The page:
LIVONIA, MI – Advanced lithium-ion battery maker A123 Systems Inc. expects the automotive sector to comprise up to 70% of its annual revenue as soon as next year, and anticipates a production agreement with General Motors Co. for the 2014 timeframe.

A123 Systems, which also makes lithium-ion batteries for stationary use, lost a bid to supply the ’11 Chevy Volt extended-range electric vehicle, due this year, to South Korea’s LG Chem Ltd. and its Compact Power Inc. subsidiary in Troy, MI.

“We’re pretty confident,” says Jason Forcier, vice president of automotive solutions at A123, pointing to $1.5 billion of expected business and 40 programs currently in development.

The company claims its auto-industry contracts include development projects with GM and Chrysler Group LLC, on top of supply contracts with BMW AG, Daimler AG, Fisker Automotive, Eaton Corp., Navistar International Corp. and Shanghai Automotive Industries Corp.

“We’re doing extremely well in heavy duty truck and bus (and) I’d say we have the No.1 position there,” Forcier tells Ward’s on the sidelines of an event here to launch production at its new manufacturing facility.

“We’re working with all the major global OEMs on the passenger car side of the business. There just aren’t many programs sourced, but there are more coming in 2014-2015 timeframe.”

Watertown, MA-based A123 recently backed out of an electric vehicle program with Chrysler, citing competitive reasons.

A123 Systems posted second-quarter revenue of $22.6 million, up from $19.7 million in like-2009. Automotive currently accounts for about 50% of that total.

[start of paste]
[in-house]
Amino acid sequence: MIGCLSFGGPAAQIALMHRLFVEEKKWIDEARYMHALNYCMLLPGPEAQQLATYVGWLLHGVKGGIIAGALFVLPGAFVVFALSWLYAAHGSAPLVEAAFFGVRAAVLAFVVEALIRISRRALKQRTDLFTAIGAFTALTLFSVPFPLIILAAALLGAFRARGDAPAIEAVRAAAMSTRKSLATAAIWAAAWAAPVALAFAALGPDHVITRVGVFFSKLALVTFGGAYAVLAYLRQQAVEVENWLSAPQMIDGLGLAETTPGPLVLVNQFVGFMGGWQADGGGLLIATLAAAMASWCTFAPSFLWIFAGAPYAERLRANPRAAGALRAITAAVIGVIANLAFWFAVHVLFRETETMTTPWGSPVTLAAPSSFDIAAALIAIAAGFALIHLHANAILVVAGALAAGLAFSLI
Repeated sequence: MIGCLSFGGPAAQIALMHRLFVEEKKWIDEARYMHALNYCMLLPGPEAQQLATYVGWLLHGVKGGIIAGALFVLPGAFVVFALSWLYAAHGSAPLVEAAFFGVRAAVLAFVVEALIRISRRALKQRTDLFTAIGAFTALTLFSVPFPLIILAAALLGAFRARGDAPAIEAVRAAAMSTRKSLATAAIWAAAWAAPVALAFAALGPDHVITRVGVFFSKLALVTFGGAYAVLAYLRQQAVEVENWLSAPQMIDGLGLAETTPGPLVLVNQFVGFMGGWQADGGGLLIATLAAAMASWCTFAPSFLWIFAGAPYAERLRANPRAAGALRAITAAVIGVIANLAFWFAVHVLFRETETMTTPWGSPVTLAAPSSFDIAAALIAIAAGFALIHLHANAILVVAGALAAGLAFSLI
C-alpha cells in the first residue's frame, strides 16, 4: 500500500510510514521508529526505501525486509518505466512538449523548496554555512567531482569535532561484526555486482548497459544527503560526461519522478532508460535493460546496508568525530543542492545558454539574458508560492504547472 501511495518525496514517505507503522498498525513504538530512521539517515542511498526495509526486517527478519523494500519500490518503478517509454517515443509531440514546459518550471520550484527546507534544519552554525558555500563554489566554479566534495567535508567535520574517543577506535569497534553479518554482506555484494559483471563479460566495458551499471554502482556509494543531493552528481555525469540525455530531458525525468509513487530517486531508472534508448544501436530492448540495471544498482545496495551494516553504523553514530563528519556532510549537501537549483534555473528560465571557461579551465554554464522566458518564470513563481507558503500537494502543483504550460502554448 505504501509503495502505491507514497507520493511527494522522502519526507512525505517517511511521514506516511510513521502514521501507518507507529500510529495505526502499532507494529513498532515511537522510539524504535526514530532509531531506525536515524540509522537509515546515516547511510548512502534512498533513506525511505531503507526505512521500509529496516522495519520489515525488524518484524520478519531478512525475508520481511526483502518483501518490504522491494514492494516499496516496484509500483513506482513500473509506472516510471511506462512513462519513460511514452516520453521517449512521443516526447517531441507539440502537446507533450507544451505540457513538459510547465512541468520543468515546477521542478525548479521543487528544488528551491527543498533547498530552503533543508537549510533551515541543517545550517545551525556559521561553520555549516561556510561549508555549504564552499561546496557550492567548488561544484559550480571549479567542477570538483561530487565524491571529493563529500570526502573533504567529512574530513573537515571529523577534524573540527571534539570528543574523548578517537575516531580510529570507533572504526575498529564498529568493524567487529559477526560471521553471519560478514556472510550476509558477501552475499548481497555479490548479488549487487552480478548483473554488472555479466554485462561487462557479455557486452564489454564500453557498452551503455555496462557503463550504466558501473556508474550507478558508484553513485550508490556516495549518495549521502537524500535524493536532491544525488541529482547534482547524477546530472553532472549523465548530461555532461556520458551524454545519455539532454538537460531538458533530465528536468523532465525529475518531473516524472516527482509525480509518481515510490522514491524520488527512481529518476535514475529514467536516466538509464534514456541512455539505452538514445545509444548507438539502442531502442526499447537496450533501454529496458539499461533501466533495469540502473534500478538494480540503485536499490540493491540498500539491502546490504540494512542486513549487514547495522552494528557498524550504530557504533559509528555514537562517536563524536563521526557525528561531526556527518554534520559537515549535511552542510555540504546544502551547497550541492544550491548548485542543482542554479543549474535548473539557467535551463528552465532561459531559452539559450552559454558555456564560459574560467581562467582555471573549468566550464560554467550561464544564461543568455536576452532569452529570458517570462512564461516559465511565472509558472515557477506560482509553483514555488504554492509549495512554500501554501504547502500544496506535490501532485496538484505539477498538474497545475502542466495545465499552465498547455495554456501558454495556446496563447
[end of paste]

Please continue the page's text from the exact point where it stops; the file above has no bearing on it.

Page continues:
Micky Bly, who heads development of electrified vehicles at GM, confirms A123 Systems is among several battery makers vying for a production agreement with the auto maker and values the current development contracts with the supplier at about $2 million. Bly declines to elaborate about the product under development.

Forcier also sees potential for additional business in the coming secondary-use segment, where a battery is remarketed for other applications after its life inside a vehicle expires. Some analysts say scant evidence exists for a profitable business case in the segment.

“We would disagree,” Forcier says, citing A123 Systems’ No.1 position in the grid-electrification space.

“We have more megawatts installed than any of our competitors, globally speaking, so we understand the use case on the grid side very, very well and we absolutely think there is a secondary use application there.”

Forcier also says A123 Systems currently is working with a number of its business partners on secondary-use applications. He sees significant interest from fleet operators interested in leasing batteries.

Expect an announcement as soon a year from now regarding a plan to bridge A123 Systems’ fleet customers with its grid customers.

Forcier expects the average price of a Li-ion battery in plug-in electric vehicles to halve from $10,000 today to around $5,000 within four years on the strength of greater sales volumes and technical advancements.

A host of dignitaries attend today’s event, including U.S. Department of Energy Secretary Steven Chu, Michigan Gov. Jennifer Granholm, Sens. Carl Levin and Sander Levin, and President Obama called in from Washington to congratulate A123 Systems.

The supplier invested $300 million in the facility, leveraging a $249 million grant from the DOE just a year ago. A123 Systems also received $125 million state incentives.

Obama, who is urging auto makers to put 1 million EVs on U.S. roads by 2015, called battery manufacturing “an industry that will be central to the next generations of cars.”

A123 Systems’ 291,000-sq.-ft. plant spans the productions process, from research and development to final assembly of complete packs ready for vehicle integration. A second plant in nearby Romulus focused on coating comes on line during the first half of 2011.

Chu tells Ward’s more federal money remains available for auto makers, suppliers, and research groups to help move the U.S. into the No.1 position globally in battery development and manufacturing, including some $10 billion in loans to retool factories for advanced propulsion vehicles.